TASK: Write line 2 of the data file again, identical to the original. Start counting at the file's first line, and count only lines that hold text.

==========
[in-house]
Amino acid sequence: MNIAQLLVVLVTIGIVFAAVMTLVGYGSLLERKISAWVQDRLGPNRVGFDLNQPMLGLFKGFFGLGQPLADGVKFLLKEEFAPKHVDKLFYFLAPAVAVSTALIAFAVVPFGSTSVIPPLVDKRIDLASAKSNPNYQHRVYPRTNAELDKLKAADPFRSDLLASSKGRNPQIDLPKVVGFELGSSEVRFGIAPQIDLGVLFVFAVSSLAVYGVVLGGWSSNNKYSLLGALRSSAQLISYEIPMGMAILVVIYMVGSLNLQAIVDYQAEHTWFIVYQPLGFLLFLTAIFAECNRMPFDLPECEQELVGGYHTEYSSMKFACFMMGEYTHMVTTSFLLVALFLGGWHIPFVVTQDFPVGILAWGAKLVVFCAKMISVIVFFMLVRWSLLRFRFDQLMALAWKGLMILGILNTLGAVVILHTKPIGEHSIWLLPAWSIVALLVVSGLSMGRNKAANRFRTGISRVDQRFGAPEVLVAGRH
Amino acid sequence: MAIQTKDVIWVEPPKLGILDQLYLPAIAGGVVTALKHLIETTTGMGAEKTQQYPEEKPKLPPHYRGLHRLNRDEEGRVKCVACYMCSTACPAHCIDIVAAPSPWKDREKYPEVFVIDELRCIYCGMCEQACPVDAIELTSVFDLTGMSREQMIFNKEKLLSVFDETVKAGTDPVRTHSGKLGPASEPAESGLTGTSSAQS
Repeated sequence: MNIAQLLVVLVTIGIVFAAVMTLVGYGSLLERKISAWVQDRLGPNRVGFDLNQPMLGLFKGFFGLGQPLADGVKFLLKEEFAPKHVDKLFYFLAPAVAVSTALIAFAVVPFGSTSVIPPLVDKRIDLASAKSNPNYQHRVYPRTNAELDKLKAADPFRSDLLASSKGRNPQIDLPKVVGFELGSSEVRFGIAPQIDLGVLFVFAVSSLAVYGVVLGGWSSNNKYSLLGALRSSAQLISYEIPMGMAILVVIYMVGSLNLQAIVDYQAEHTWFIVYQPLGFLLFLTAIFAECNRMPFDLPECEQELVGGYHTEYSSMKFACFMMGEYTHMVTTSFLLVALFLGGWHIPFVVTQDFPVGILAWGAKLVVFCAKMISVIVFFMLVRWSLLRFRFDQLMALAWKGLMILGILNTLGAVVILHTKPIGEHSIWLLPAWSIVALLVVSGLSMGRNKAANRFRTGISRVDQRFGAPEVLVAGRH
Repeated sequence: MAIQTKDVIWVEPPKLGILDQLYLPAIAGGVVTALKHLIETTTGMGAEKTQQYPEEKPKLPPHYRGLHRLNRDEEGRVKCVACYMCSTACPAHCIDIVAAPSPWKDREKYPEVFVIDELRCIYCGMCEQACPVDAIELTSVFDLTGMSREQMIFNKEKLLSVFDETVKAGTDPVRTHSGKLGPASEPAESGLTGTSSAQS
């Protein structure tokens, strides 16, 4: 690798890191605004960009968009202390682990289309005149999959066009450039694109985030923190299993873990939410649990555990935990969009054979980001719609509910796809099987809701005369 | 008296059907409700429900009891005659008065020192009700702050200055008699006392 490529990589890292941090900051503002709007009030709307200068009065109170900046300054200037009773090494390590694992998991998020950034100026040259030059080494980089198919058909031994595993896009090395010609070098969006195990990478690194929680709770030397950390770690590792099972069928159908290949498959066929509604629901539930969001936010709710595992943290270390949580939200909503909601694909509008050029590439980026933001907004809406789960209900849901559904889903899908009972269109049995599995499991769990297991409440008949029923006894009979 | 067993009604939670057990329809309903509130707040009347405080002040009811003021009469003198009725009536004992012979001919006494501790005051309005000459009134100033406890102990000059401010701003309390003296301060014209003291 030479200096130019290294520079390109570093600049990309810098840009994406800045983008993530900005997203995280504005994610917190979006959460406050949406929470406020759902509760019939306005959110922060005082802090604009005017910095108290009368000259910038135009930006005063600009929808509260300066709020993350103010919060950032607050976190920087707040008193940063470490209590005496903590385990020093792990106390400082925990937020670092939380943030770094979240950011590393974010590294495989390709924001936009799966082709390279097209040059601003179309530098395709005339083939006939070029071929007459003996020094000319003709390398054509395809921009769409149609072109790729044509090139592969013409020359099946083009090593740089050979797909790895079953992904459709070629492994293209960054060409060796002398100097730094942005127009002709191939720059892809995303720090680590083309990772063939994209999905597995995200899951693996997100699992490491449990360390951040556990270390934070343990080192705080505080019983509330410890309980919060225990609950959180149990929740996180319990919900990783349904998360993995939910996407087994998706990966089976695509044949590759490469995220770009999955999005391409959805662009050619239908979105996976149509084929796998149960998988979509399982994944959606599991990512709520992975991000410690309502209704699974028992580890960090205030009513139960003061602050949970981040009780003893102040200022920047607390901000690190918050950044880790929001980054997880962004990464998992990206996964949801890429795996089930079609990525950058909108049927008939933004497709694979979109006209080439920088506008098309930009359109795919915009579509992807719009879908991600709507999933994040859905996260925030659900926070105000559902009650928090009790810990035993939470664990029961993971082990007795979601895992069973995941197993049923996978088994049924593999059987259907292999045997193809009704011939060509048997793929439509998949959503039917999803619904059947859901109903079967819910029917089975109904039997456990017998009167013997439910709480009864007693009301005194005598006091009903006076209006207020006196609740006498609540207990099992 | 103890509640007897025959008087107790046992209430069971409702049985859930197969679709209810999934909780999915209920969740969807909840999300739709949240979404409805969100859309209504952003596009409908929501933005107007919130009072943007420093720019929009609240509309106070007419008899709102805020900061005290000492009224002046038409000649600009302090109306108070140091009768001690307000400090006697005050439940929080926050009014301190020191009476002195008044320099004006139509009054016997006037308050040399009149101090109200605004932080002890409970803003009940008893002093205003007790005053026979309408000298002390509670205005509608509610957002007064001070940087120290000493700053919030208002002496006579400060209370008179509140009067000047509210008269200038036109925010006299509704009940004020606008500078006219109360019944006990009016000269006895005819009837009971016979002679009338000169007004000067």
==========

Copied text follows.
Amino acid sequence: MNIAQLLVVLVTIGIVFAAVMTLVGYGSLLERKISAWVQDRLGPNRVGFDLNQPMLGLFKGFFGLGQPLADGVKFLLKEEFAPKHVDKLFYFLAPAVAVSTALIAFAVVPFGSTSVIPPLVDKRIDLASAKSNPNYQHRVYPRTNAELDKLKAADPFRSDLLASSKGRNPQIDLPKVVGFELGSSEVRFGIAPQIDLGVLFVFAVSSLAVYGVVLGGWSSNNKYSLLGALRSSAQLISYEIPMGMAILVVIYMVGSLNLQAIVDYQAEHTWFIVYQPLGFLLFLTAIFAECNRMPFDLPECEQELVGGYHTEYSSMKFACFMMGEYTHMVTTSFLLVALFLGGWHIPFVVTQDFPVGILAWGAKLVVFCAKMISVIVFFMLVRWSLLRFRFDQLMALAWKGLMILGILNTLGAVVILHTKPIGEHSIWLLPAWSIVALLVVSGLSMGRNKAANRFRTGISRVDQRFGAPEVLVAGRH